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Locals balk at paying for new arena

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April 26, 2011 | 6 Comments

Sacramento Kings fan Ralph Miller IV, 9, holds a sign conveying his sentiments during the Sacramento Kings basketball game April 13 against the Los Angeles Lakers in Sacramento. AP photo

Sacramento Kings fan Ralph Miller IV, 9, holds a sign conveying his sentiments during the Sacramento Kings basketball game April 13 against the Los Angeles Lakers in Sacramento. AP photo

Everyone loves the Sacramento Kings and wants to keep the cash cow from skipping to Southern California, but Yolo officials have balked at paying for a downtown Sacramento arena with local tax dollars.

A proposal emerged earlier this week to band six counties in the Sacramento region together, including Yolo, and pool government monies. The proposed coalition, known as a “joint powers authority,” would include Yolo, Sacramento, Sutter, Yuba, Placer and El Dorado counties.

Two Yolo supervisors, Board Chair Matt Rexroad of Woodland and Don Saylor of Davis, aren’t jumping at the idea as the county faces another multimillion-dollar deficit.

“Our budgets are being slashed. We’ve laid of 20 percent of our workforce,” Rexroad said. “If I were to rank our priorities, building an arena in another jurisdiction would not be in the top 10, top 20, top 40 — whatever you want it to be.”

Rexroad said he’s willing to look at a proposal, but he hasn’t seen one yet.

No government official has presented him with any details about the proposal to build a government body joining the six counties, what its mission would be or where the money would come from.

“It’s kind of amateur hour,” Rexroad said. ”We’re somehow not going to use taxpayer money — no general fund — and somehow we’re going to come up with $300 million over the next decade? Those things are intellectually inconsistent for me.”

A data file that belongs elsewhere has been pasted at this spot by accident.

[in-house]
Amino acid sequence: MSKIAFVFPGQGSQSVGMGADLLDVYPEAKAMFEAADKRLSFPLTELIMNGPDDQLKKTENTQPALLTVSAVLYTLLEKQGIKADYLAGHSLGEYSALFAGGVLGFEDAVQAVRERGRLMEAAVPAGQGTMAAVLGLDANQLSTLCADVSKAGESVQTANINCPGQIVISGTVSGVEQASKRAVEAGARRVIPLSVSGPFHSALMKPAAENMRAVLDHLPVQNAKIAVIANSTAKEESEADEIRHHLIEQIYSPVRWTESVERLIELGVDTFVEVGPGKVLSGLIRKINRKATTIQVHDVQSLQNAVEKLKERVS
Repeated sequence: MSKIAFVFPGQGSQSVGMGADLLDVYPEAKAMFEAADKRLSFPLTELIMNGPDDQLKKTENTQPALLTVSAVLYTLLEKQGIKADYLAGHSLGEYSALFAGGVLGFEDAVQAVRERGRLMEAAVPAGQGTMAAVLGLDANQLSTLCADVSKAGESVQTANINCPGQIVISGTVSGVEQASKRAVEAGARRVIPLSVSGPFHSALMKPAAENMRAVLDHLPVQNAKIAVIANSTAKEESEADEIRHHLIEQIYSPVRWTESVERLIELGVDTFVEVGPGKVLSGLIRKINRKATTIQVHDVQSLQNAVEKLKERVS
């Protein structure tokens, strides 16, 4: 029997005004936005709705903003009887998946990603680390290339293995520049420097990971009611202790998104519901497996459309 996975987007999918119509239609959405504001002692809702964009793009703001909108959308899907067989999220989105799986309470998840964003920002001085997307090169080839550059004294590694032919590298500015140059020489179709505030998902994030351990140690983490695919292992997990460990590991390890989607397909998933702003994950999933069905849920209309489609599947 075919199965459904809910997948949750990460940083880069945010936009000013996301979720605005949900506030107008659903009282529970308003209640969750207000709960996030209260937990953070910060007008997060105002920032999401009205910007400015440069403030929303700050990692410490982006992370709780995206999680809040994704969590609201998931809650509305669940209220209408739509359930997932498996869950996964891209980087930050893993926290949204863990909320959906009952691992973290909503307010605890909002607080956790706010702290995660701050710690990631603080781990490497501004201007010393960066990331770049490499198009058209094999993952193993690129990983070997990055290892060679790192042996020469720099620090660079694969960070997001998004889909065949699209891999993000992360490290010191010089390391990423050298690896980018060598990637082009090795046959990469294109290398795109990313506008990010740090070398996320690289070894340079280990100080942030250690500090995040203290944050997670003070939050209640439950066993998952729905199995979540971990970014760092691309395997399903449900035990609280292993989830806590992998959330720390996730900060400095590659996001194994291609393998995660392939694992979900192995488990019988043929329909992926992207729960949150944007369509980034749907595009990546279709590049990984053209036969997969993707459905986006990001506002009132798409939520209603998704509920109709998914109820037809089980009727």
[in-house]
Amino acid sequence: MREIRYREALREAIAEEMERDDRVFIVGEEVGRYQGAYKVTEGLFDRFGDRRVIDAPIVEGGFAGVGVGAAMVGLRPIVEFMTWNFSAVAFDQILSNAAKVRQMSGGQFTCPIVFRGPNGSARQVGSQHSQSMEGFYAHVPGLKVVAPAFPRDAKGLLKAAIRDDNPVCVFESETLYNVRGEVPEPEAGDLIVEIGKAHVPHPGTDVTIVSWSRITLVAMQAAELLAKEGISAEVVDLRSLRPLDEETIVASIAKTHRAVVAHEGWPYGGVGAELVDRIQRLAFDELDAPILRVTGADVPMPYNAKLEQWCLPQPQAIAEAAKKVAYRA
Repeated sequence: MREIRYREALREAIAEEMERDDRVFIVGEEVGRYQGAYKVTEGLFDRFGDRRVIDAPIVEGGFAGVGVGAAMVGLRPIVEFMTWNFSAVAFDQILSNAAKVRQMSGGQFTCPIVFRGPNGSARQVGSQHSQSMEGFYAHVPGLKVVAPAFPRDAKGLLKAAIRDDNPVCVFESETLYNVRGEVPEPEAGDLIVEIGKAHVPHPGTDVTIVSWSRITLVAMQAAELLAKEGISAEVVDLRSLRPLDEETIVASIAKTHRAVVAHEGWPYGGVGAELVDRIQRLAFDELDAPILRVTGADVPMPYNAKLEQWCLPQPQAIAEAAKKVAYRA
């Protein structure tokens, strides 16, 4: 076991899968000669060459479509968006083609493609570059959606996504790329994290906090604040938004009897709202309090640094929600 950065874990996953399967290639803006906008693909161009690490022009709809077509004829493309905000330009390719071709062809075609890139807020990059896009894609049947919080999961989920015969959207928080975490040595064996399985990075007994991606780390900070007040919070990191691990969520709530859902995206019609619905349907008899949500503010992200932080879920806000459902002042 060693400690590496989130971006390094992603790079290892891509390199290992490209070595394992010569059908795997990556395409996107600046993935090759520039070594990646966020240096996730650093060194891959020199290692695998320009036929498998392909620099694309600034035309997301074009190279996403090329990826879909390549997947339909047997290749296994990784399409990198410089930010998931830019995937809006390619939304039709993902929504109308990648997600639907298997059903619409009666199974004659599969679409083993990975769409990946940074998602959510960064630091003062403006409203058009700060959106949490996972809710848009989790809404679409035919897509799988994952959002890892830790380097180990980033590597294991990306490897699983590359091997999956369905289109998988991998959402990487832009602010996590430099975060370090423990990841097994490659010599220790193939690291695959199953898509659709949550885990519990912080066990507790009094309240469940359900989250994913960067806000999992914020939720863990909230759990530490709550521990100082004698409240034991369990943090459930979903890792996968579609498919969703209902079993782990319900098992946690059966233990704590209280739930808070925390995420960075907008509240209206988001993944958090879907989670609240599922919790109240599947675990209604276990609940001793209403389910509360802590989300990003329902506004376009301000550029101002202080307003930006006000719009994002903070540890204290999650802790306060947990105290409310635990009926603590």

Like Rexroad, Saylor said the idea of a joint powers authority hasn’t surfaced in the talks he’s had about a new arena. But whether it’s PowerBalance Pavilion (the new name for the former Arco Arena) or a brand-new facility, a sports and entertainment complex is “a vital economic engine” to the region, Saylor said.

A new arena would create 1,300 construction jobs and 230 indefinitely to run the facility. More than $185 million would be pumped into the regional economy during construction, with another $15.3 million during ongoing operations, officials estimate.

“Having a regional sports and entertainment facility is a significant regional asset that most major metropolitan cities, if not all, covet,” said Matt Mahood, president/CEO of the Sacramento Metropolitan Chamber of Commerce. “If they don’t have one, they’re trying to figure out how to build one. If they have an aging facility, they’re trying to figure out how to build a new one.”

And it’s not just about the Kings and NBA basketball. Arco Arena has hosted more than 200 events a year, including superstar concerts like the Lady Gaga show last month, Disney on Ice and the NCAA’s March Madness basketball tournament.

“Without a world-class sports and entertainment facility, those types of activities won’t happen,” Mahood said. “You can’t host them at the convention center; you can’t host them at Memorial Auditorium or facilities at UC Davis.”

Mahood, too, didn’t know much about a formal powwow between local governments, but building a multimillion-dollar sports arena in downtown Sacramento is going to take a regional effort.

“It’s not just going to be the city of Sacramento or the county of Sacramento,” he continued. “Folks of Yolo, Placer and El Dorado — and maybe Yuba and Sutter — it’s a regional asset and all those residents are going to attend those games. They should be a part of the funding effort to build a new facility.”

They are, Rexroad said. They buy tickets to Kings games, concerts and Disney on Ice, not as taxpayers but as fans.

“I’m not sure why folks in Yolo County, Davis or Woodland ought to be taxed for something they may or may not do,” Rexroad said, “when the people attending the events could pay for it themselves.

“I’d like the Kings to stay,” he added. “I think most people in Woodland want them to stay. They’d love them to stay, but they’re not willing to be taxed to keep them here. Sacramento can do that on their own if they’d like.”

— Reach Jonathan Edwards at jedwards@davisenterprise.net or (530) 747-8052.

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Discussion | 6 comments